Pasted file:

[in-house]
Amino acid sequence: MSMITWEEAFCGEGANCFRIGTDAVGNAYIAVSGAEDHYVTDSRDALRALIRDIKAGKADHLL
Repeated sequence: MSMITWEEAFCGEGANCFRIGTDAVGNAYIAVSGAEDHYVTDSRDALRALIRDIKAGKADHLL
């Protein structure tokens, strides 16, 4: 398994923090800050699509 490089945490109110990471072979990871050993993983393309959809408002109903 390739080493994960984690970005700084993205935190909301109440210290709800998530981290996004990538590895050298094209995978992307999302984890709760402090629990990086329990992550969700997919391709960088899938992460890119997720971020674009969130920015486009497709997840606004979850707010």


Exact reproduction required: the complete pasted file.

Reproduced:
[in-house]
Amino acid sequence: MSMITWEEAFCGEGANCFRIGTDAVGNAYIAVSGAEDHYVTDSRDALRALIRDIKAGKADHLL
Repeated sequence: MSMITWEEAFCGEGANCFRIGTDAVGNAYIAVSGAEDHYVTDSRDALRALIRDIKAGKADHLL
């Protein structure tokens, strides 16, 4: 398994923090800050699509 490089945490109110990471072979990871050993993983393309959809408002109903 390739080493994960984690970005700084993205935190909301109440210290709800998530981290996004990538590895050298094209995978992307999302984890709760402090629990990086329990992550969700997919391709960088899938992460890119997720971020674009969130920015486009497709997840606004979850707010």